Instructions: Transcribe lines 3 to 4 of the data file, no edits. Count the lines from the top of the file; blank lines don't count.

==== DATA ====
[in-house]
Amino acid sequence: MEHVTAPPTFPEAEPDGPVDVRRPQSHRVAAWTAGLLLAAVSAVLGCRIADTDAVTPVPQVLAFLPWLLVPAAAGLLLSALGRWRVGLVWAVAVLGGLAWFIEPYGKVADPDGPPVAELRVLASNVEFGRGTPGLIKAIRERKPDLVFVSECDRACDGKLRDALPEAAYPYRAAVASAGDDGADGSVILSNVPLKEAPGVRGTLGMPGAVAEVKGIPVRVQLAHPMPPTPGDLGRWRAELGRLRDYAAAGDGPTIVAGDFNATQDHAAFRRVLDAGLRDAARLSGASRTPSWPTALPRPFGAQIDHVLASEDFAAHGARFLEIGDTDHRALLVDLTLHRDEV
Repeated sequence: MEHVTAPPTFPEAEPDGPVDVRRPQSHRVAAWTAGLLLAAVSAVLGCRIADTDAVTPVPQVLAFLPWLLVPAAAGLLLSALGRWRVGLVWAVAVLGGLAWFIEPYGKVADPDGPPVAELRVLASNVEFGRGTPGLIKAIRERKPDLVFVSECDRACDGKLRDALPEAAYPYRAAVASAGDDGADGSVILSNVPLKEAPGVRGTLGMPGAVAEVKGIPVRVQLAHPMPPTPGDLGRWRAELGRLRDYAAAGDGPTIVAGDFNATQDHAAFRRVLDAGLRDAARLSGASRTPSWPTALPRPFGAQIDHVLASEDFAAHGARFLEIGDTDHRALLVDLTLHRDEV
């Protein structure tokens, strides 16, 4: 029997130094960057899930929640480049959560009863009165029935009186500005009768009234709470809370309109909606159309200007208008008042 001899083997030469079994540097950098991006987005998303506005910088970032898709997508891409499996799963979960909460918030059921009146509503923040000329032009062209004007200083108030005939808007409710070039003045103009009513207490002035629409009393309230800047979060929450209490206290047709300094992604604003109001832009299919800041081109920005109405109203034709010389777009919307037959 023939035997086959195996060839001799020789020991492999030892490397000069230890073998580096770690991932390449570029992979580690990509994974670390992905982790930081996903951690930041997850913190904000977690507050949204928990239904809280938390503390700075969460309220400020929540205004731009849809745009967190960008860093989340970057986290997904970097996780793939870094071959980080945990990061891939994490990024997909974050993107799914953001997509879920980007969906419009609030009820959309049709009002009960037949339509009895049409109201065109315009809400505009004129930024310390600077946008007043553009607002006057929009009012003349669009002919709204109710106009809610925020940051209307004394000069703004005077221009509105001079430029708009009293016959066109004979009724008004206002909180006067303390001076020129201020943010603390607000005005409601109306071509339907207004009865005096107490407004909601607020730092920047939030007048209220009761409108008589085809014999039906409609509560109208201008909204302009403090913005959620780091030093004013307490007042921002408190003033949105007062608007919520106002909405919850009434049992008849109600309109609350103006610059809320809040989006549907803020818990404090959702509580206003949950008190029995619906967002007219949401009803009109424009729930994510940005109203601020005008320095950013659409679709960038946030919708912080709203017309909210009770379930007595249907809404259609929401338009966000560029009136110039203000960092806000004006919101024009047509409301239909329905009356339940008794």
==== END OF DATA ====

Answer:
Repeated sequence: MEHVTAPPTFPEAEPDGPVDVRRPQSHRVAAWTAGLLLAAVSAVLGCRIADTDAVTPVPQVLAFLPWLLVPAAAGLLLSALGRWRVGLVWAVAVLGGLAWFIEPYGKVADPDGPPVAELRVLASNVEFGRGTPGLIKAIRERKPDLVFVSECDRACDGKLRDALPEAAYPYRAAVASAGDDGADGSVILSNVPLKEAPGVRGTLGMPGAVAEVKGIPVRVQLAHPMPPTPGDLGRWRAELGRLRDYAAAGDGPTIVAGDFNATQDHAAFRRVLDAGLRDAARLSGASRTPSWPTALPRPFGAQIDHVLASEDFAAHGARFLEIGDTDHRALLVDLTLHRDEV
């Protein structure tokens, strides 16, 4: 029997130094960057899930929640480049959560009863009165029935009186500005009768009234709470809370309109909606159309200007208008008042 001899083997030469079994540097950098991006987005998303506005910088970032898709997508891409499996799963979960909460918030059921009146509503923040000329032009062209004007200083108030005939808007409710070039003045103009009513207490002035629409009393309230800047979060929450209490206290047709300094992604604003109001832009299919800041081109920005109405109203034709010389777009919307037959 023939035997086959195996060839001799020789020991492999030892490397000069230890073998580096770690991932390449570029992979580690990509994974670390992905982790930081996903951690930041997850913190904000977690507050949204928990239904809280938390503390700075969460309220400020929540205004731009849809745009967190960008860093989340970057986290997904970097996780793939870094071959980080945990990061891939994490990024997909974050993107799914953001997509879920980007969906419009609030009820959309049709009002009960037949339509009895049409109201065109315009809400505009004129930024310390600077946008007043553009607002006057929009009012003349669009002919709204109710106009809610925020940051209307004394000069703004005077221009509105001079430029708009009293016959066109004979009724008004206002909180006067303390001076020129201020943010603390607000005005409601109306071509339907207004009865005096107490407004909601607020730092920047939030007048209220009761409108008589085809014999039906409609509560109208201008909204302009403090913005959620780091030093004013307490007042921002408190003033949105007062608007919520106002909405919850009434049992008849109600309109609350103006610059809320809040989006549907803020818990404090959702509580206003949950008190029995619906967002007219949401009803009109424009729930994510940005109203601020005008320095950013659409679709960038946030919708912080709203017309909210009770379930007595249907809404259609929401338009966000560029009136110039203000960092806000004006919101024009047509409301239909329905009356339940008794």